Before we arrived at Ft. Sill, we drove thru the saddest, vacant, deserted town of our trip: Quanah, Tex., named after Quanah Parker. The town, of what was left, has two story buildings, just like one would imagine, but it's a ghost town of neglect and desertion out in the middle of no where. There was a sign saying, Quanah was a town of 2,000, but where were the residents?

At 3PM arrive at Lawton, Okla. to one of our favorite HIEs. Then, planned to go to Museum of the Great Plains. This museum has an outdoor fort and Indian displays. What was funny was that I told the director that a baby prairie dog was getting under a fence. He laughed and said look around. That museum has one of the largest praire dog town I have ever seen, and the baby doggies were all over the place – the front of the museum, at the pretend fort, and even moving in on the lawns across the street from the museum!

We also went to the cemetery as I mentioned where also Geronimo and a monument to a great Kiowa chief is there. Geronimo's grave is all by itself and blocked by a bridge that is out, so it was impossible to see the gravesite. In Lawton, we also went to the Wichita Mtn. Wildlife Preserve is one of our favorite preserves. Saw buffalo, long horned cattle, antelope, and also toured the preserve’s museum and learned more about the range and what animals and birds inhabit that area. In evening, went to Comanche casino and managed to lose $5, but that was what I wanted to do. Went only to Comanche and Cherokee casinos, but couldn't resist going to the Apache casino in the Ruidoso area.

Recommend touring the Wichita Mountains Wildlife Refuge: Lawton.

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May 7, Monday Then went to Oklahoma City from Lawton. This a wonderful drive. The most impressive, complex for history of Oklahoma is the State Historical Society and , Oklahoma State Museum, next to the oil well on the front lawn of the Okla. State Capitol at Okla. City. Went there to meet the public relations director who I had corresponded with. I donated a 1913 sheet music, bought at the Scot Joplin festival one year, which has the title: Oklahoma Sunset, a waltz, to add to the collection of Oklahoma music for the centennial.

The museum contains continuous rooms of Okla. History, Okla. great Americans including separate exhibits on Wiley Post and Will Rogers, and a very large room depicting native Amer. Cultures of Okla., complete with photos, recordings of language, and examples of tribal art, etc. displays. One sits on a bench and watches a video recording of representatives from the tribes. A very large banner from ceiling to floor is a picture of a black horse. I looked up and said "Scruffy is here!" Met with Michael Dean, PR director, of the State Museum. What a job he has!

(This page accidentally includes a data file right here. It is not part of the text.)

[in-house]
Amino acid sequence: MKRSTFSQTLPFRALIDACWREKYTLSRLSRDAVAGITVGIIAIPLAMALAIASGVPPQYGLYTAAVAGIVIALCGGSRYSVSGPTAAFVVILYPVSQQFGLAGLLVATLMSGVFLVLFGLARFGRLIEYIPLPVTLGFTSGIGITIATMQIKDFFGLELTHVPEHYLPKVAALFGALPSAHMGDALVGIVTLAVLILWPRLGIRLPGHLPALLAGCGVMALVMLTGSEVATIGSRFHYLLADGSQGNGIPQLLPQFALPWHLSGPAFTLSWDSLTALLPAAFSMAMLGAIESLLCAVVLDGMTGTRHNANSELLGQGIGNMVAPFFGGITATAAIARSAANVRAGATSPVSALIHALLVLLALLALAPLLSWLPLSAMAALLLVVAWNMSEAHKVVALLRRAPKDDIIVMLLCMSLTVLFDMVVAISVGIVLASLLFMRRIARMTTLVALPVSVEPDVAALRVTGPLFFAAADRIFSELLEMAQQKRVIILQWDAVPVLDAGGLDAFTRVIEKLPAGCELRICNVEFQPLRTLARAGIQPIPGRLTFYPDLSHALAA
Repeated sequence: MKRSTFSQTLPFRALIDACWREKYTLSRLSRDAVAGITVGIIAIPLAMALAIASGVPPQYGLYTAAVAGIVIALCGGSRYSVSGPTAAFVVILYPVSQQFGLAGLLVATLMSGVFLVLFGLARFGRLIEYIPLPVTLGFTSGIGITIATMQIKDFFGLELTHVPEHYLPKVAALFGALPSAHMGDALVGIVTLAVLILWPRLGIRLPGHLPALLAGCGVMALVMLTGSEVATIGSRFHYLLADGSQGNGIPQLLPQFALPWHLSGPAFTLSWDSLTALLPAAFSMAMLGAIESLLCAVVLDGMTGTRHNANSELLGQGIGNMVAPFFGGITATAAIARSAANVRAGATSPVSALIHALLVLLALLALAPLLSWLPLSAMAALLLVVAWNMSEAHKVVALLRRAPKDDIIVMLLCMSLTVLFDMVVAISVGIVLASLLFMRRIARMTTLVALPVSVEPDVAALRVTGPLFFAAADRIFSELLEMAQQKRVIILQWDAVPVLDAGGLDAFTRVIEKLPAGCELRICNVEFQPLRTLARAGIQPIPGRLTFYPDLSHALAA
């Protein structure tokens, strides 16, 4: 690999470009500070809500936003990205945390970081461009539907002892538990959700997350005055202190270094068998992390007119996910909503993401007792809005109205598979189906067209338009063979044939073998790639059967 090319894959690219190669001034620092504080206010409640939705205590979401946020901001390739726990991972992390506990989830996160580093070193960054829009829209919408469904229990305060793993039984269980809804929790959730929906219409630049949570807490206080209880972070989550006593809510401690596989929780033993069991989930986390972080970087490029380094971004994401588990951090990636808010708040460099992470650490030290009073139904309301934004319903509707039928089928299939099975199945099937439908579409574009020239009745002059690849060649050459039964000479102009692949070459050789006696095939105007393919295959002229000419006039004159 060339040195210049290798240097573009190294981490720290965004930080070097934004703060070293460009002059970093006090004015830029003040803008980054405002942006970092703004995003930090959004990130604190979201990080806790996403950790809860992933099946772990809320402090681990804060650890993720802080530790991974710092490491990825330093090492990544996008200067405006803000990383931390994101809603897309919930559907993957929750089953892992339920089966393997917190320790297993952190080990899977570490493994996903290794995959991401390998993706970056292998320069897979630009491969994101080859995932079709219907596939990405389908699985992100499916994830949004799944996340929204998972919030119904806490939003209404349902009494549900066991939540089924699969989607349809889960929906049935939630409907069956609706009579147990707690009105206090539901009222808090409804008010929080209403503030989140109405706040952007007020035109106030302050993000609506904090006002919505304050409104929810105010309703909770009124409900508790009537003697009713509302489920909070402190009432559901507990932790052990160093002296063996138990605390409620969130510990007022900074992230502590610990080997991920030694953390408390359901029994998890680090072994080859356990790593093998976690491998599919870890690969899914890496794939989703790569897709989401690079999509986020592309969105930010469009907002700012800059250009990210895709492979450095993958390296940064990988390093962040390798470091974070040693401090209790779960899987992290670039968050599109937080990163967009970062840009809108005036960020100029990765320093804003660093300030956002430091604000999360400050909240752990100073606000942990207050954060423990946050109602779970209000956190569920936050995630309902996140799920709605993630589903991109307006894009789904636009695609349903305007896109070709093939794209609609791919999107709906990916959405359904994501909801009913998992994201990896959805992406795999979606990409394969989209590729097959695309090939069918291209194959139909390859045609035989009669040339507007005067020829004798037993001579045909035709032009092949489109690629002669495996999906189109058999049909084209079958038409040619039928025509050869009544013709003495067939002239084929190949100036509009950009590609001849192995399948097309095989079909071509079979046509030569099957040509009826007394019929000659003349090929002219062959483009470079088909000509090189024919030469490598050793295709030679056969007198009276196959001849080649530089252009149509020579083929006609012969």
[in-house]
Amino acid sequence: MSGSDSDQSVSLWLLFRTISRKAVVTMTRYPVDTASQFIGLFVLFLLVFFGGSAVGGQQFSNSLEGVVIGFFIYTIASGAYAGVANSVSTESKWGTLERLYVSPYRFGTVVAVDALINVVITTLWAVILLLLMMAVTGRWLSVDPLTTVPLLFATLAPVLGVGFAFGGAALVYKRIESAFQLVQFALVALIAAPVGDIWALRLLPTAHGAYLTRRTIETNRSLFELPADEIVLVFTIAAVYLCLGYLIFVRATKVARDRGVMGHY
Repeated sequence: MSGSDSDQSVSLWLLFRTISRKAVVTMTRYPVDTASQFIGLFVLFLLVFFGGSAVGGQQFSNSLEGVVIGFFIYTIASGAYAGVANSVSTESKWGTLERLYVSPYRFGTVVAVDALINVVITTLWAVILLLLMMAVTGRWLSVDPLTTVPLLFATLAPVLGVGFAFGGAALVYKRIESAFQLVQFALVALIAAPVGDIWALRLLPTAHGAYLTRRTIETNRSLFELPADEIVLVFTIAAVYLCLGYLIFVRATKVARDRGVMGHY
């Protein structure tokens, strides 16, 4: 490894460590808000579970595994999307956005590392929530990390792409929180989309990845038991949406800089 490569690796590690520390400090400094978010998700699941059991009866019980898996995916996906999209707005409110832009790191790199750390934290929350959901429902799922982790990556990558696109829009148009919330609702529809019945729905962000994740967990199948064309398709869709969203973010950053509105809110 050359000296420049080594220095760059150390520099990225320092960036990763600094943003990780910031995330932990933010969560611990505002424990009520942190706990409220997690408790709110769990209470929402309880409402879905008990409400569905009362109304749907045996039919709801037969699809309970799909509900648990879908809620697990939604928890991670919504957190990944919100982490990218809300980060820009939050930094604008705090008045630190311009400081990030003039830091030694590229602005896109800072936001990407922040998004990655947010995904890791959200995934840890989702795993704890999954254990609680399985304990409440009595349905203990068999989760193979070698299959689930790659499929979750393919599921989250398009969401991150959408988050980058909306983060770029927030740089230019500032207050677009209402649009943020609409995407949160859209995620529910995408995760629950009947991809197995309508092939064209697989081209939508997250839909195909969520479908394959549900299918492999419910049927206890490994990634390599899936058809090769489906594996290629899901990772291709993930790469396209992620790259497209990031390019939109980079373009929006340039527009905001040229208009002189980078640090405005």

After three hours at the State Museum, headed for Tulsa on old route 66. It was raining, but driving was okay until we got into big rain at Tulsa. Drove thru Bristow, Okla., where a chipractor's office sign read: Crawl Ins Welcome. Then, we went thru another town called Chandler, which on the impression of driving thru the downtown on Route 66 from Okla. City, I voted Chandler the best small town on the trip. Quanah, Tex. was the saddest town on the trip.

Beautiful downtown of Chandler, a library in a historic building, cars filled all parking spaces, and very slow driving thru downtown. It seemed like a perfect town of its size. Still raining though as we headed for Tulsa still on Rt. 66. Then, really rough driving on the Okla. turnpike straight to the HIE in Tulsa. We later headed for the Cherokee casino for the buffet dinner I liked so much before. However, we had surprises! We got $10 for a new casino card, more money for being senior citizens, I got another $10 for being there on lady’s night, and half price at casino buffet. What a fun time playing on their money and having my favorite buffet! Actually, we played and played on the penny slots and still left with $20 we didn't have when we came in. What a fun time. I still say the Cherokee casinos have been very good to us.

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May 8, Tuesday We returned home by way of Tulsa and stop at the Joplin city museum. The Joplin museum has the Missouri cookie cutter Museum and I got two cutters of a musical note and a dog biscuit cutter to make cookies which I gave to Sandy for park promotions. We were impressed about the mining and mineral history of the museum plus the other exhibits of celebrity Joplin residents including Bonnie and Clyde. No mention of Afro-American important residents such as Melissa Fuell and James Scott. The museum is in the city park and another attraction is a very special cat that lives in the museum.

By 2PM we opened the door to our kitchen to kittens that had grown so much since our departure. Kittens in the kitchen, trying to unpack, loving up Ms. Topsy and loving up Scruffy (who always forgets who we are), was very exciting for several hours of being home! Ms. Topsy, a white cat with a gray patch of hair on her head (that's why we call her Ms. Topsy, gave us 4 kittens after adopting us. Ms. Topsy came to our barn and moved in – a dumped cat on the road.

We travelled over 3600 miles with no car problems or other concerns. Now, planning our next trip next year! We are thinking that a Spring trip, even though cooler, may change into a summer trip instead of facing freezing temperatures with wind in New Mexico (nothing like being in state with altitude!)

Thank you for reading our journal of the 2007 trip and do go to the internet links to learn more details about our various destinations.

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©2007, Sandra Wayne